One morning when the Buddha went out to beg, he encountered a young man named Shànshēng 善生, who was dripping wet, and who was bowing to the directions and worshipping and scattering grain.
Although the Buddha was enlightened, he was still just as curious as he had been when he was Prince Xīdá-duō, and he hurried to ask the young man why he was doing this. Shànshēng explained he was fulfilling his father's last wish and carrying out worship to avoid any bad forces harming the family.
The Buddha praised his filiality, but told him that his procedure was flawed.
"Although your father told you to honor the directions, what he meant was to bow to the east in honor of those who are kind to you, and especially your parents; to bow to the south to honor your teachers; to the west, your wife and children; to the north to honor all your relatives and friends; and upwards to the heavens to honor all of the religious teachers. And when you worship downwards, it is to do honor to all the animals.
And then he taught Shànshēng five principles for living, which became known as the "Five Precepts" (wǔjiè 五戒):
The Buddha told Shànshēng to work hard and make money, but not to be greedy or extravagant with it. It should be divided into four parts:
Shànshēng listened to all of this, and he honored the Buddha and asked to become his follower. And then he began to worship in the six directions as the Buddha had taught him.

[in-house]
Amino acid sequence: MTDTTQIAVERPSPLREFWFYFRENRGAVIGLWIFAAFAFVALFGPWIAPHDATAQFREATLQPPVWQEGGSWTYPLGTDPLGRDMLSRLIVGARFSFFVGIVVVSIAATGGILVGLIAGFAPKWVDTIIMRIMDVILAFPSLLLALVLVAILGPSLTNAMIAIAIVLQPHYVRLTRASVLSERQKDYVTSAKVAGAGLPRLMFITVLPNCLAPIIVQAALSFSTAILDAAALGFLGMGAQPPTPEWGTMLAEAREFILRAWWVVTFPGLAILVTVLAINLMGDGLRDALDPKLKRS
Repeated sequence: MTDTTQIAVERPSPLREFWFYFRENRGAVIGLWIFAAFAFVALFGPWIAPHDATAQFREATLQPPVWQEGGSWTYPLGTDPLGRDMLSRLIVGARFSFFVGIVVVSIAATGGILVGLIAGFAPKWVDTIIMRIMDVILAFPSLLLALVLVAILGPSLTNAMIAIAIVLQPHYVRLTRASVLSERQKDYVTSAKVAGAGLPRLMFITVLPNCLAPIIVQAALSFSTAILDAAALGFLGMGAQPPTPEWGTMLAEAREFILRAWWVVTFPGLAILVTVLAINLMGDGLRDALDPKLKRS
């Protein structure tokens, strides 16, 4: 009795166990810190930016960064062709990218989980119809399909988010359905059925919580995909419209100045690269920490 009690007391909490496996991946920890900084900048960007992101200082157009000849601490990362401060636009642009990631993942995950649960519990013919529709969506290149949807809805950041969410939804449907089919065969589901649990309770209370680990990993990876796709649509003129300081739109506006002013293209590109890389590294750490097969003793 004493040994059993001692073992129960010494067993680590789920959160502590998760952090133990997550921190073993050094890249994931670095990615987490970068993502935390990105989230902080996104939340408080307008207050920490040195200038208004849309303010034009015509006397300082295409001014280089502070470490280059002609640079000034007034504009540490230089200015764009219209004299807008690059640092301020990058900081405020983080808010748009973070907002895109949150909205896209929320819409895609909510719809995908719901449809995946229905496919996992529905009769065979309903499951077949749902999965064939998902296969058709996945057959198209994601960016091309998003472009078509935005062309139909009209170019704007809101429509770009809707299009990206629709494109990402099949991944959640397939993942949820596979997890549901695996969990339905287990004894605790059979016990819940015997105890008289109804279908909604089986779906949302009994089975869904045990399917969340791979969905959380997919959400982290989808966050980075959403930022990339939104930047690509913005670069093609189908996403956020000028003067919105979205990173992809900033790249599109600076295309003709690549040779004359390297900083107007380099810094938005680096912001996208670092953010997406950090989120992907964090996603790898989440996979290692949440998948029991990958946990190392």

While the Buddha was living near the town of Wángshè, he learned that another visiting teacher named Shān-shéyé 删阇耶 dwelt in the region, who had a couple of hundred followers with him. Among them were two --named Yōubō-shìshā 优波室沙 and Jūlǜ-tuó 拘律陀. They were both able and accomplished, but both were dissatisfied with Shān-shéyé's teaching about avoiding suffering and sought something more profound.
One morning Yōubō-shìshā was walking along the road towards the town of Wángshè and chanced to pass one of the Buddha's followers, one of those who had left their families and traveled as mendicants with the Buddha. He was out walking with his begging bowl. The mendicant looked so serene and so dignified that Yōubō-shìshā was instantly attracted to him. It was obvious that he was the student of a very great master.
Yōubō-shìshā followed him, and when he caught up with him asked him who the master was that had led him to leave his family to study the way to avoid suffering. He hoped that perhaps this was the teacher that he and his friend Jūlǜ-tuó were seeking. The man who had left his family told him that his master was the Buddha, but that he said he had not been a follower of the Buddha for very long and couldn't give many details.
However he described in broad terms the teaching of the Buddha about how to avoid life and death. Yōubō-shìshā was very excited, and as soon as he finished talking with the man who had left his family, he hurried to tell Jūlǜ-tuó.
Yōubō-shìshā was radiant when he found Jūlǜ-tuó, and Jūlǜ-tuó could immediately see that something wonderful had happened. Yōubō-shìshā told him about his encounter with the bǐqiū, and the way to escape life and death. In the end the two went to see the Buddha and asked his permission to leave their families and join him. In the end, they too became luóhàn. Indeed, because they were so very competent, they became the Buddha's most important assistants, and they are known today by their religious names Shè-lìfú 舍利弗 and Mùjiān-lián 目犍连.
The bǐqiū who met them and told them about the Buddha was Ēshuō-shì 阿说示.